August 13, 2004
Airport shuttles

It boggles my mind that there are no airport shuttle vans outside of a few select locations in Houston. Thankfully, that may be about to change.

"Airport passengers look for this kind of service, and we don't have it," Houston Aviation Director Richard Vacar told City Council's Transportation, Infrastructure and Aviation Committee.

Of the nation's 60 busiest airports, only eight do not allow door-to-door shuttle van service, Vacar said. Two of those airports, Hobby and Bush Intercontinental, are in Houston.

Vacar said shuttles would likely cost half of what taxis charge to carry people because the shuttles can transport eight or more passengers.

Airport officials have made similar proposals since the 1980s, but they never came to fruition because of intense opposition from the city's taxi companies, which claim they would lose business to the shuttles.

Jerry Brady, president of Liberty Cab Co. in Houston, asked council members to approve his proposal to permit taxi companies to have vans that could carry up to 10 passengers when necessary, instead of allowing shuttle companies to operate at the airports. He said this plan would be more fair than giving "an exclusive contract" to shuttle companies.

J. Wellington Masseh, president of the Independent Cab Operators of Houston, told council members that the shuttle proposal "would drive many of us out of business."


Vacar said a consulting company hired by the airport system concluded that taxi companies would not be seriously hurt by shuttle services. According to the consulting company, Leigh Fisher Associates of Burlingame, Calif., taxis now transport 6 percent of the passengers at Hobby and 4 percent at Bush.

The introduction of shuttle services would reduce taxi companies' share at Hobby to 5.3 percent and to 3.2 percent at Bush.

Most passengers drive their cars and park at the airports, Vacar said. He said shuttles would help ease traffic congestion as Houston's airports continue to grow and get busier.

I agree that this proposal would put some cabbies out of work. I'll be sorry when that happens, but at the risk of sounding heartless, that's how a free market works. We don't have a free market in the airport-transportation business right now, and speaking as someone who'd never drive to the airport again if there were a viable alternative, we need one.

I have to say, I'm surprised it's not the private satellite airport parking lot lobby that's leading the fight against this, because I think they're the ones who'll take it in the shorts when a real shuttle comes online. 95% of people already drive and park, a proposition that's both annoying and expensive. Even at $20 each way, the shuttle would be cheaper than parking at Intercontinental for anything longer than a weekend trip, or at a satellite lot for anything approaching a week or more, at least for solo flyers. The only times we've ever taken a cab have been when we got someone to drive us to the airport but couldn't get someone to pick us up on arrival.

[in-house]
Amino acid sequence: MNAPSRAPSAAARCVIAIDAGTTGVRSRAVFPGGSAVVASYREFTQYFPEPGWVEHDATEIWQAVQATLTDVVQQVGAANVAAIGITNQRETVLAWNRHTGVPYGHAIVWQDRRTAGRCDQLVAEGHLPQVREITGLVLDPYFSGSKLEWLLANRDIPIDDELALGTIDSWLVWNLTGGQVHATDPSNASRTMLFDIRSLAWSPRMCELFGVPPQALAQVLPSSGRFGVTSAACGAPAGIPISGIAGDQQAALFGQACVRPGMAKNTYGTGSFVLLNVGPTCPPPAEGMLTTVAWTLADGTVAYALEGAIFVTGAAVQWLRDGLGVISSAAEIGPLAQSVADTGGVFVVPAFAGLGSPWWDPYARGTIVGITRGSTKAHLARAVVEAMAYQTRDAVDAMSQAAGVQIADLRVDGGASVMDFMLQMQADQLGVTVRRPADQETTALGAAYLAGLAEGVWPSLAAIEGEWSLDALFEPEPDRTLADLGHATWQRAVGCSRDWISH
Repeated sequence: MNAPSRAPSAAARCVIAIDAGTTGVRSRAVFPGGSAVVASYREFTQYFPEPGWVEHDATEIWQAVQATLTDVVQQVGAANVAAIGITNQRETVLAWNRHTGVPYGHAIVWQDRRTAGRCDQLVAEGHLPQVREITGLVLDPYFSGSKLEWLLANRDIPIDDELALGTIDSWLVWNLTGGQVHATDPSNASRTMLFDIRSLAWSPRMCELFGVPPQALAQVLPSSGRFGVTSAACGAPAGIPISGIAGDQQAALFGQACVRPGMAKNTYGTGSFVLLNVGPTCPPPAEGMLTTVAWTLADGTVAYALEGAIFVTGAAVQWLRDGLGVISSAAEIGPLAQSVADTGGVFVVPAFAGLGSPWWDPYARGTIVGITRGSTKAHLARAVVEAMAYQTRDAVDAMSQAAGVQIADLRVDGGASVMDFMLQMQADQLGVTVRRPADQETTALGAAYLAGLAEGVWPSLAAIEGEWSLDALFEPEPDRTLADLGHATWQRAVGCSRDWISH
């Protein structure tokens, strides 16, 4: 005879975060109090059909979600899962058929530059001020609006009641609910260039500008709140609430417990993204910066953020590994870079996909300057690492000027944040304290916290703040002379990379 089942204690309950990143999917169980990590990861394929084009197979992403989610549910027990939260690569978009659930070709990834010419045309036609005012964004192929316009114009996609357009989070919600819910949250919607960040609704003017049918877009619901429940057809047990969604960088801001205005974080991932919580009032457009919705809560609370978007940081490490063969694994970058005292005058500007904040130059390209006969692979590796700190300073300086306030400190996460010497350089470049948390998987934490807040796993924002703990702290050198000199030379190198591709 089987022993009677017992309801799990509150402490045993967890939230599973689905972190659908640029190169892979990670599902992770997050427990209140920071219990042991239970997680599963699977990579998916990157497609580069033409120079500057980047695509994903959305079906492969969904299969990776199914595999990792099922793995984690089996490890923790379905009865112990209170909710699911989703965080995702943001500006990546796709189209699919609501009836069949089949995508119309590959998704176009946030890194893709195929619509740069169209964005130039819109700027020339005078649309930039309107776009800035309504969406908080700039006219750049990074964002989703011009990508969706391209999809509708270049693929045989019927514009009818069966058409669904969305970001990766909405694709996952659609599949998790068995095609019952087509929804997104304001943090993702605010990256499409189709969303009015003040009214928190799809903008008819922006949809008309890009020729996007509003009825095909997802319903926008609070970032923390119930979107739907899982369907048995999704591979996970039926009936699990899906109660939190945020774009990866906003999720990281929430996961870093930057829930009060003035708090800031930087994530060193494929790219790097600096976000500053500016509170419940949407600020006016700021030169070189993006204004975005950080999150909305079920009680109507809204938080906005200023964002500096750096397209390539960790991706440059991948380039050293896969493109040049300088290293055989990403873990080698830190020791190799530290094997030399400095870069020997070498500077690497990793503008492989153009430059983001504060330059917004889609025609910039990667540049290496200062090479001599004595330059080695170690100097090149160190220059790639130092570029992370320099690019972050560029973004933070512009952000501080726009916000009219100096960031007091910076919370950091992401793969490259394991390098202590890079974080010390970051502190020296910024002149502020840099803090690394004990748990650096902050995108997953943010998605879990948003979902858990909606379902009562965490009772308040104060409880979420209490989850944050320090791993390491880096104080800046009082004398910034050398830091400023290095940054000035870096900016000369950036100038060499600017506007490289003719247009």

I'm rooting for this to happen. I'll be interested to see if Mayor White plays an active role. Seems to me this should fit with his overall "get Houston moving" theme. What do you say, Mister Mayor?

Posted by Charles Kuffner on August 13, 2004 to Planes, Trains, and Automobiles | TrackBack

Of course I'm in favor of this... anything that would improve on the currently nightmarish process of getting to and from the major airports would be good news... but how about (gasp!) genuine mass transit? for real, I mean, not the semblance they provide now?

If the city were to join a light rail from Bush (sic) Intercontinental to the lonely Red Line rail downtown, I'd almost never take a cab or a shuttle again, with the possible exception of getting home from red-eye flights. And by putting such a line in place, Houston could at last call itself a Real City. :)

That said, a door-to-door shuttle at a reasonable price would certainly alleviate some of the pain. Let's make it happen. Bribe the taxi drivers somehow, the way we bribed Metro's outlying service areas with road construction money in exchange for rail funding. Just do it. I'm tired of all the smirks... much deserved, IMHO... when Houston is mentioned by residents of real cities with real transit systems.

Posted by: Steve Bates on August 16, 2004 1:09 AM

how is giving shuttle companies exclusive contracts a "free" market?
a free market would be a lane anyone with a vehicle could pull up in and charge anyone whatver they could convince them to pay...
allowing shuttles and having shuttles compete with cabs may offer consumers more alternatives, but it's just offering another choice...not freeing anything...

Mike Switzer

Posted by: Michael G. Switzer on August 16, 2004 2:28 PM

Shuttles don't have the right to a free market when the Bush Intercontinental Airport System keeps ALL of the taxi drivers in a staging area that is about a mile away from the terminals and the airport system allows the limos and shuttles to have free run of the terminals. That is not a free market for the taxi drivers when the limos and shuttle drivers are stealing my pre-arranged trip customers away from me. How is that a free market? I have had numerous pre-arranged trip customers stolen from me by those limo drivers and shuttle drivers. That has caused me much grief from loss of money and my time. How is it a free market when the limo and shuttle drivers are stealing the taxi driver's customer?

Posted by: Yellow Cab Driver on September 9, 2004 11:26 PM